Belligerent

Belligerent

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A belligerent is an individual, group, country or other entity which acts in a hostile manner, such as engaging in combat
Combat
Combat, or fighting, is a purposeful violent conflict meant to establish dominance over the opposition, or to terminate the opposition forever, or drive the opposition away from a location where it is not wanted or needed....

. Belligerent comes from Latin, literally meaning "to wage war". Unlike the colloquial use of belligerent to mean aggressive, its formal use does not necessarily imply that the belligerent country is an aggressor.

In times of war
War
War is a state of organized, armed, and often prolonged conflict carried on between states, nations, or other parties typified by extreme aggression, social disruption, and usually high mortality. War should be understood as an actual, intentional and widespread armed conflict between political...

, belligerent countries can be contrasted with neutral countries
Neutral country
A neutral power in a particular war is a sovereign state which declares itself to be neutral towards the belligerents. A non-belligerent state does not need to be neutral. The rights and duties of a neutral power are defined in Sections 5 and 13 of the Hague Convention of 1907...

 and non-belligerent
Non-belligerent
A non-belligerent is a person, a state, or other organization that does not fight in a given conflict. The term is often used to describe a country that does not take part militarily in a war...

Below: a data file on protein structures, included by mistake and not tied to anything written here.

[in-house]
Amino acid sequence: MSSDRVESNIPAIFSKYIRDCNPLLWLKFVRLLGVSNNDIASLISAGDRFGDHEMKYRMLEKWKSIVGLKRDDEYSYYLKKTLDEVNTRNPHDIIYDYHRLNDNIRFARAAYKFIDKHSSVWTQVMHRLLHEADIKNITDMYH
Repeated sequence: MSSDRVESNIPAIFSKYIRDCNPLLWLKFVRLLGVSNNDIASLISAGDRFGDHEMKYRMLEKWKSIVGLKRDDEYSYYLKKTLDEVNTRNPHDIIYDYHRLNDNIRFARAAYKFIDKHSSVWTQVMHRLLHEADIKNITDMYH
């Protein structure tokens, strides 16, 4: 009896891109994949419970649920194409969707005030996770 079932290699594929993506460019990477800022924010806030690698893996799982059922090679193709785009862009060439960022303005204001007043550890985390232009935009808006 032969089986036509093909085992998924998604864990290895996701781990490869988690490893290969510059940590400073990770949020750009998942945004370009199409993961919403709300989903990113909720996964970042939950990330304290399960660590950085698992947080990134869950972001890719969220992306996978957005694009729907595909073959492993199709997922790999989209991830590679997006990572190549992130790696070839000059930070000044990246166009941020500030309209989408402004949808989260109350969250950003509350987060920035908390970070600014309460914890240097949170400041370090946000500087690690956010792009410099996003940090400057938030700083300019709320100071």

s. However, the application of the laws of war
Laws of war
The law of war is a body of law concerning acceptable justifications to engage in war and the limits to acceptable wartime conduct...

 to neutral countries and the responsibilities of belligerents are not affected by any distinction between neutral countries, neutral powers or non-belligerents. A non-belligerent may nevertheless risk being considered a belligerent if it aids or supports a belligerent in a way proscribed by neutral countries.

An interesting use of the term arose during the American Civil War
American Civil War
The American Civil War was a civil war fought in the United States of America. In response to the election of Abraham Lincoln as President of the United States, 11 southern slave states declared their secession from the United States and formed the Confederate States of America ; the other 25...

, when the Confederate States of America
Confederate States of America
The Confederate States of America was a government set up from 1861 to 1865 by 11 Southern slave states of the United States of America that had declared their secession from the U.S...

, though not recognized as a sovereign state, was recognized as a belligerent power, and thus Confederate warships were given the same rights as United States warships in foreign ports.

Belligerency


Belligerency is a term used in international law
International law
Public international law concerns the structure and conduct of sovereign states; analogous entities, such as the Holy See; and intergovernmental organizations. To a lesser degree, international law also may affect multinational corporations and individuals, an impact increasingly evolving beyond...

 to indicate the status of two or more entities, generally sovereign
Sovereignty